The RNLI will provide a lifeguard service if asked by the beach owner or local authority, in return for a “small amount” of funding. More than 240 beaches in the UK have RNLI lifeguard provision. Few of these are in North Wales – exceptions being Prestatyn and Rhyl.

At such beaches, the RNLI conducts assessments and advises local councils on the changing risks. During last year’s school summer holidays, RNLI lifeguards aided 990 people on the beaches they monitor in Wales.

Gwynedd Council’s beach safety messages

  • Plan and prepare for the weather – check forecasts, take suitable clothing, read all warning signs and take plenty of sunscreen.
  • Keep an eye on your friends and family while on the beach. If they are in the water, check you can see them and are within calling range.
  • Don’t let anyone swim on their own.
  • Do not use inflatable equipment without a safety cord anchored to shore.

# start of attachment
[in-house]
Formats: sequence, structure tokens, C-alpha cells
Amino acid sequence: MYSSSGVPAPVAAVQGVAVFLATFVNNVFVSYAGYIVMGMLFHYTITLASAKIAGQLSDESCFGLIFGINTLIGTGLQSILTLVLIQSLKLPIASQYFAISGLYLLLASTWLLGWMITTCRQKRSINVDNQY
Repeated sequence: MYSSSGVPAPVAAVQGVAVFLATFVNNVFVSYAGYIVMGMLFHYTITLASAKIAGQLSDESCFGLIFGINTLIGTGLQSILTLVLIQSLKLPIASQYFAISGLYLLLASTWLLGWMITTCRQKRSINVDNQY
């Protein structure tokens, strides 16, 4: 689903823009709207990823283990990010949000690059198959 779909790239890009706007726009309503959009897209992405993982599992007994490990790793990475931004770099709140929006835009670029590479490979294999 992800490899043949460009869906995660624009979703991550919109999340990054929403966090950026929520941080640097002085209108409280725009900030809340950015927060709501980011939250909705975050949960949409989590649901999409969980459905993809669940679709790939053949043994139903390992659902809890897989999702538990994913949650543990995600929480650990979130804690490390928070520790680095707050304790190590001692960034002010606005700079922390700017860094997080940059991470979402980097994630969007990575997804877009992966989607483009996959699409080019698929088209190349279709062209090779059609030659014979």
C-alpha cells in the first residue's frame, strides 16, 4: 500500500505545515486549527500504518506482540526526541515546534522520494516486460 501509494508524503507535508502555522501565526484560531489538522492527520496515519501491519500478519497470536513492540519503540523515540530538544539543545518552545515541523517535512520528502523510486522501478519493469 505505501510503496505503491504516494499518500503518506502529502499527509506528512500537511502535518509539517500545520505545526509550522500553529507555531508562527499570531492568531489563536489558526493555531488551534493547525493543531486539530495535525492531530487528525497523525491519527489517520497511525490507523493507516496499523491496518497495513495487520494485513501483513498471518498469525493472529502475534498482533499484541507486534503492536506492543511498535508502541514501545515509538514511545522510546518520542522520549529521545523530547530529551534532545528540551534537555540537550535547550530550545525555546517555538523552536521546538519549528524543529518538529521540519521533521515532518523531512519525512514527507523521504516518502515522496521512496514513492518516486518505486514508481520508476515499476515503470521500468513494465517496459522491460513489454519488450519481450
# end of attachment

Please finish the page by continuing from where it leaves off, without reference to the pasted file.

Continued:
• Do not ignore red flags or any other signs advising you not to swim.
  • Phone 999 and ask for the coastguard if there is an emergency.

The charity may not provide a lifeguard service in Gwynedd but it works with the council where it can.

A spokesperson said: “The RNLI is actively seeking to improve water safety around the Gwynedd coastline and continues to discuss the matter with the local authority whenever we are able.” Gwynedd has traditionally relied on its 35-40 seasonal beach wardens to educate visitors to ensure safety at its “main” beaches. Porth Neigwl is currently not among them.

A spokesperson said: “The council makes decisions on individual beach management based on the geography, features and characteristics of the coastline in question. “An annual and specific risk assessment is carried out for individual beaches which identifies relevant hazards as well as associated mitigation measures. The identified measures then form the basis of the beach management and safety arrangements along the coast.